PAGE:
Once you have backed the project (on Kickstarter), that button will turn into a "Manage Pledge" button and allow you to adjust the amount you have pledged and the reward you want access to. If you adjust your pledge down, the system will not let you select a reward above your pledge level. Though if you adjust your pledge up, it won't automatically let you know that your pledge exceeds your reward; you're going to have to adjust that on your own. If you have any questions, I would be certain to contact the project manager; they want you to be happy because they want your money.
Most, but not all, campaigns will offer stretch goals once the funding goal has been met. These are incentives to continue to raise money from additional backers as that will allow them to reduce their per unit costs and put less towards overhead, meaning that they can offer more to you. This feeds into the backers providing the advertisement for the project because when more people join in everyone benefits. The stretch goals may be swag (dice, prints), supplements, adventures, or even donations to charities or other crowdfunding campaigns. It is worth mentioning that just because you have pledged to a campaign does not mean that you will be eligible for all of the stretch goals. Sometimes they will only be for those that have pledged to the larger rewards. The physical book reward is a common place for these to start, but targetting the higher rewards is not uncommon. I look at this as an incentive to move those that are getting the PDF or just a book (no extra stuff) to pledge more, so not just bringing in more backers, but increasing the value of each backer.
International backers will often have problems with physical rewards and extra expenses for shipping. Most crowdfunding projects have to request an additional ~$15 for international shipping simply because it costs that much. This is not an issue of greed on the part of the campaign, those are the grim costs of shipping overseas and anything less will result in a net loss per shipment. Additionally all of the physical rewards for international backers will have to ship in one package. That can mean significant delays in the arrival of rewards. For these reasons I see that PDF options are very popular with international backers just because of how much simpler they make things.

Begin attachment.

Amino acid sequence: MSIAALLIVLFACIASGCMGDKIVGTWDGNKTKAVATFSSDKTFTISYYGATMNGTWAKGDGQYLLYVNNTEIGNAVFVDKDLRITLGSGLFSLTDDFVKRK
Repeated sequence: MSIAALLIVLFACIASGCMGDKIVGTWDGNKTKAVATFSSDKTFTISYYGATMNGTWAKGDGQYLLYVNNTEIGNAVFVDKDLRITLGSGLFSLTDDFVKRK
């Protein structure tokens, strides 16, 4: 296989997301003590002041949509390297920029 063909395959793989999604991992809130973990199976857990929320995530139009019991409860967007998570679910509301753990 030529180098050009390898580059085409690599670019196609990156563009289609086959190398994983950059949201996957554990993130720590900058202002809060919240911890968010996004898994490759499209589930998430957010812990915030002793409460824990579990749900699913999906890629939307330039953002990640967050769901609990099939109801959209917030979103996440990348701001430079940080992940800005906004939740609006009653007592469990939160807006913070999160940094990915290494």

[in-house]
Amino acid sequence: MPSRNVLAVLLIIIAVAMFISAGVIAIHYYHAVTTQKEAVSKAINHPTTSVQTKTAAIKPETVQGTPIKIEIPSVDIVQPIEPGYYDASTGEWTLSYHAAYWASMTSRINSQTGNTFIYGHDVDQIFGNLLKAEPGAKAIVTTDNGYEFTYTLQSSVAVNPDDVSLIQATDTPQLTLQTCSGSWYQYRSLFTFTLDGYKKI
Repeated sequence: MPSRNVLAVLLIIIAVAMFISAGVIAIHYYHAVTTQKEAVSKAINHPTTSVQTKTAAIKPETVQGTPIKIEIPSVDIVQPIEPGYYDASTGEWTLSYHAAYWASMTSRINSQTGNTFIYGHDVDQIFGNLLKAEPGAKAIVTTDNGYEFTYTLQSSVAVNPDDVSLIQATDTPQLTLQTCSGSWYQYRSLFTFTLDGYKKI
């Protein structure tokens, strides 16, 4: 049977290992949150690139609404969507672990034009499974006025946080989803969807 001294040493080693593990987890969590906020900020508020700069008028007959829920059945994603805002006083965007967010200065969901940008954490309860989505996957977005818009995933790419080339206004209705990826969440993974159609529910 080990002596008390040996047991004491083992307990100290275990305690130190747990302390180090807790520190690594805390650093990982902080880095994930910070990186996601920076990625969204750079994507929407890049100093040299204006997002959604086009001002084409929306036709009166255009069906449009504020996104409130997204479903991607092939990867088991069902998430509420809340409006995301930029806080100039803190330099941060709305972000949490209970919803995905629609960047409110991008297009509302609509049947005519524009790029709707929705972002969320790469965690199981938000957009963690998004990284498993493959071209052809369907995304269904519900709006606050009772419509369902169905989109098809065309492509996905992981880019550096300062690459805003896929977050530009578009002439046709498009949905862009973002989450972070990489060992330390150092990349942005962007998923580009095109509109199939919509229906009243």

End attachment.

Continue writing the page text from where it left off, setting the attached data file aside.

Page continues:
As well, only projects in the USA (or with a very trusting/worthy partner there) can utilize Kickstarter, which is by far the more popular of the two services. At least one project has been able to use Kickstarter and have operations in both Europe and the USA, which makes it unsurprisingly popular. Well, that and it sounds like a pretty awesome project.
Another thing to be aware of is that it may take a some time for the actual rewards to materialize; patience will often be a virtue. Of the 20+ projects that I have backed, only three have delivered the physical books. PDFs generally have a much faster turnaround and many projects will provide beta copies for their backers during development or after . I view this as a form of patronage and I want to nurture growth in the hobby, which means that I am not in a hurry for product. Not everyone takes that view and I won't criticize that; for some it is a transaction like a pre-order: you pay money and product is delivered.
This seems to lead to the tendency to only back projects that are already funded. Typically a project that meets its funding goal seems to continue gathering steam and those that stall early never gain momentum. Whether this is due to the appeal of the project, efforts on the backers to drum up support, or that everyone likes a winner, I cannot offer a definitive answer, only an anecdotal one based on numerous conversations - some people don't want to back a project that they think will fail, which is often a self-fulfilling prophecy.